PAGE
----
However, things apparently are changing. As the Wall Street Journal reports, in recent years, demographers and city planners have noticed that in many metropolitan areas, White flight has slowed considerably and in many of these cities, has actually been reversed. That is, because of increased investment and development (some would call it gentrification) of downtown areas, many Whites are returning to the central cities. However, this slow reversal of White flight has led to some unanticipated consequences for people of color:
Between 2000 and 2006, eight of the 50 largest cities, including Boston, Seattle and San Francisco, saw the proportion of whites increase, according to Census figures. The previous decade, only three cities saw increases.
The changing racial mix is stirring up quarrels over class and culture. Beloved institutions in traditionally black communities — minority-owned restaurants, book stores — are losing the customers who supported them for decades. As neighborhoods grow more multicultural, conflicts over home prices, taxes and education are opening a new chapter in American race relations. . . .
In recent years, minority middle-class families, particularly African-Americans, have been moving to the suburbs in greater numbers. At the same time, Hispanic immigrants (who poured into cities from the 1970s through the 1990s) are now increasingly bypassing cities for suburbs and rural areas, seeking jobs on farms and in meat-packing plants.
Cities have spent a decade tidying up parks and converting decaying factories into retail and living space. That has attracted young professionals and empty-nesters, many of them white.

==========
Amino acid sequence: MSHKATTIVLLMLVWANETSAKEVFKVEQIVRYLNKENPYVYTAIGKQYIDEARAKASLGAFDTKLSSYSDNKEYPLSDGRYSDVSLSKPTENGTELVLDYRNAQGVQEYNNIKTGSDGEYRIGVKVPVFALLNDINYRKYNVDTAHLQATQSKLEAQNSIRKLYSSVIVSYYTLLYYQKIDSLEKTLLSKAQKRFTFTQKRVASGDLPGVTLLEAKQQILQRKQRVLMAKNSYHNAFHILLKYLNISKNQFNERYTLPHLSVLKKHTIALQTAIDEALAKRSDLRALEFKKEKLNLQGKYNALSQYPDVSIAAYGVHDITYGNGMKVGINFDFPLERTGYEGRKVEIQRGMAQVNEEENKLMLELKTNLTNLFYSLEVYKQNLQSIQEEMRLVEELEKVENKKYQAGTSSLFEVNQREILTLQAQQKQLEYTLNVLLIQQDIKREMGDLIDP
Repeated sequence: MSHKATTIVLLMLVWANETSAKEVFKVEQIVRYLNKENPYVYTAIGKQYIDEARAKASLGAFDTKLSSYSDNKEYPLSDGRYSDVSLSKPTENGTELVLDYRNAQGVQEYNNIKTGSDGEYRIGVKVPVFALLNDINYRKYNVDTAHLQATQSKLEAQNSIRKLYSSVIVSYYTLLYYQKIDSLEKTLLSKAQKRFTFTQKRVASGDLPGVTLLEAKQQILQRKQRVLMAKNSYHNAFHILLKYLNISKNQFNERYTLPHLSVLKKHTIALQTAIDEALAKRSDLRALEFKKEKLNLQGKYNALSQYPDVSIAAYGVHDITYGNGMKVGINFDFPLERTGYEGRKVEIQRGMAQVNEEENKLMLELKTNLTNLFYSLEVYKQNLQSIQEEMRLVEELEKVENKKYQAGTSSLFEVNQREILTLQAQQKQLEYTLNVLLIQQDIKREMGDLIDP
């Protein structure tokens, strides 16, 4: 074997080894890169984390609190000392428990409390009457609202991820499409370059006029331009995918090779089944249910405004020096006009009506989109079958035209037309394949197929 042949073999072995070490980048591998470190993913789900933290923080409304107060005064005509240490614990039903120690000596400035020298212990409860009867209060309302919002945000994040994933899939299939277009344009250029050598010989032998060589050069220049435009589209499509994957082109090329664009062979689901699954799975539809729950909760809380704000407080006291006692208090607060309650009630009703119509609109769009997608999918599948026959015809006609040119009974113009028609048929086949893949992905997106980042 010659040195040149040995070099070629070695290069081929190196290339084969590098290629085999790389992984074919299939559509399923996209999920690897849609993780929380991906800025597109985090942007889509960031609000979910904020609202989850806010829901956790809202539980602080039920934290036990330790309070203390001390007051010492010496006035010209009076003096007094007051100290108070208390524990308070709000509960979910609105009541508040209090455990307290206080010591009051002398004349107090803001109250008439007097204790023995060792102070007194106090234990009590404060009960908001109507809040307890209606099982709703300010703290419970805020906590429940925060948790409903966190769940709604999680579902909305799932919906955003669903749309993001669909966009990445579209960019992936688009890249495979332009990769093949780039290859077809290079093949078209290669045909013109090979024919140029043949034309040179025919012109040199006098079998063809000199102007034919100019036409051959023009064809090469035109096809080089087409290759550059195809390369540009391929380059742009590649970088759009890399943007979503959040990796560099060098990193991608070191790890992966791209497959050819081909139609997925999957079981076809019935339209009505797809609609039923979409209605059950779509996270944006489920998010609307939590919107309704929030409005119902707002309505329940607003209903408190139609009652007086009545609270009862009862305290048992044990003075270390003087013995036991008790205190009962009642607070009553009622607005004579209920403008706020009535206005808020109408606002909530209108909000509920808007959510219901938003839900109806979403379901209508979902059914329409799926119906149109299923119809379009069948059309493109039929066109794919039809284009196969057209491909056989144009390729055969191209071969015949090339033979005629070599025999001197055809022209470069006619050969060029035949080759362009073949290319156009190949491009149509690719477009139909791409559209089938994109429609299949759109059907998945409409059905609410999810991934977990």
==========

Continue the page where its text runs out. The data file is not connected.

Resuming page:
The article goes on to mention a few more interesting points. First is that as middle-class Blacks leave the central cities, those who are left are predominantly lower-income and as a result, the tax base gets smaller as well, further reinforcing and perpetuating poverty.
Second is that as White residents slowly return to the central cities, some tensions with residents of color have risen. Such tensions may initially be based on class differences (i.e., most returning Whites are middle class or affluent) while resident of color are more likely to be working class), but inevitably, it leads to racial overtones.
For example, the article mentions that in New York City, a group of White parents proposed creating a new, separate school inside Public School 84. Not surprisingly, a large number of minority parents saw this proposal as blatant racial segregation, since the proposed new school would presumably consist almost entirely of White students.
From a sociological point of view, this trend of reversing White flight is most interesting because it represents an 180 degree turn of a long-established and momentous process that has taken decades to occur, has resulted in significant social changes and inequalities, and has still not ended entirely.
With that in mind and at least on the surface, we should be thankful for its reversal. However, as the article points out, the return of Whites to central cities has led to a different set of problems and tensions, many of them rather unexpected.
It just goes to show that race relations is not a simple equation that can be solved easily. Instead, it is a dynamic and fluid mix of historical and contemporary factors that operates on many levels and can have multiple and contradictory outcomes. In other words, we as sociologists have our work cut out for us here.